18 July, 2010

Marguerite Of France (1)

The first part of a post about Edward II's stepmother, Marguerite of France, second wife of Edward I and the queen of England - albeit uncrowned - from September 1299 to July 1307. Edward II was the first king of England since before the Norman Conquest to have a stepmother; the next would be his great-great-grandson Henry V, as Henry IV's second wife Joan of Navarre outlived him by twenty-four years.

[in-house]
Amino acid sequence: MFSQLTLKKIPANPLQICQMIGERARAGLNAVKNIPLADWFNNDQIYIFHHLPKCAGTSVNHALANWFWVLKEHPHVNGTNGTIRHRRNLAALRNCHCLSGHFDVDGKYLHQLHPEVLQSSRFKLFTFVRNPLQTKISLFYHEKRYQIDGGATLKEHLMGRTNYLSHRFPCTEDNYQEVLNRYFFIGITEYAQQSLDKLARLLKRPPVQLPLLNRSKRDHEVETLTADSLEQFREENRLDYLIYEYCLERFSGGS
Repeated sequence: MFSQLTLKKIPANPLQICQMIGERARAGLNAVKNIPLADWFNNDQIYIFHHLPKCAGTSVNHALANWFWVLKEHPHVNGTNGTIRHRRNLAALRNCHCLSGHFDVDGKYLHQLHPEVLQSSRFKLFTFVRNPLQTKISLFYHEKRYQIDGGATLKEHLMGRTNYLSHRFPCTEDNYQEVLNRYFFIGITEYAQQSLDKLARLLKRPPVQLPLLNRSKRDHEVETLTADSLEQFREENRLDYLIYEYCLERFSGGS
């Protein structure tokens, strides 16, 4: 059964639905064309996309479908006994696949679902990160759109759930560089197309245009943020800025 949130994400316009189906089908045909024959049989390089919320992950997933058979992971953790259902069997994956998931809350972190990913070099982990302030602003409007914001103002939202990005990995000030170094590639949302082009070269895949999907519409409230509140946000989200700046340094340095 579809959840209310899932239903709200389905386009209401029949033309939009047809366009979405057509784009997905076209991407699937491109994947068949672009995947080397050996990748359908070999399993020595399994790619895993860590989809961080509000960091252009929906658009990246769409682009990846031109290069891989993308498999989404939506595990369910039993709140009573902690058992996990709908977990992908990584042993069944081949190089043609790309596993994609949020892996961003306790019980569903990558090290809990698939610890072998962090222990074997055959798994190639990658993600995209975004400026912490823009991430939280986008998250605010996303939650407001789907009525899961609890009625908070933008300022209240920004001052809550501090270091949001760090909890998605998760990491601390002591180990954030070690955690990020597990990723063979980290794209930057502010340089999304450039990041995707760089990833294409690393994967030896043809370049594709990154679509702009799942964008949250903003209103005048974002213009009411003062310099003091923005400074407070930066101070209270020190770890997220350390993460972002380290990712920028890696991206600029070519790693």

Marguerite was the daughter of King Philippe III of France and his second wife Marie of Brabant. Philippe was born in 1245 as the fourth child and eldest surviving son of Louis IX and Marguerite of Provence, and succeeded his father as king in 1270; Marie was born between about 1254 and 1260 as the daughter of Duke Hendrik III of Brabant and Adelaide, daughter of Duke Hugues IV of Burgundy, and was the aunt of Edward II's brother-in-law Duke Jan II of Brabant. Philippe III and Queen Marie married on 21 August 1274, two and a half years after the death of his first wife Isabel of Aragon, mother of Philippe IV and Charles, count of Valois (ancestor of the Valois dynasty), and had three children: Marguerite, Blanche and Louis, count of Évreux. Only Louis of Évreux's date of birth is known, 3 May 1276. Marguerite is said by the Liber de antiquis legibis [1] to have been twenty when she married Edward I on 10 September 1299, which would mean that she was born sometime between 11 September 1278 and 10 September 1279; her date of birth is often given in books and online as 1282, but there is no evidence for this. Blanche is likely to have been the youngest of the three siblings, as between 1291 and 1294 she was betrothed to the future Edward II, who was born in April 1284. There is a story, repeated as fact on Marguerite's Wikipedia page but completely without foundation, that Edward I wanted to marry Blanche because she was very beautiful but was tricked by Philippe IV into marrying Marguerite instead: perhaps the confusion arose from Blanche's betrothal to Edward of Caernarfon. Blanche ultimately married Rudolf, duke of Austria and (after Blanche's death) king of Bohemia and Poland, and died childless in 1305. Their brother Louis of Évreux, who died in 1319 and was a friend and correspondent of Edward II before his accession, married Marguerite of Artois and had five children, including Jeanne, queen of France, who married her first cousin Charles IV.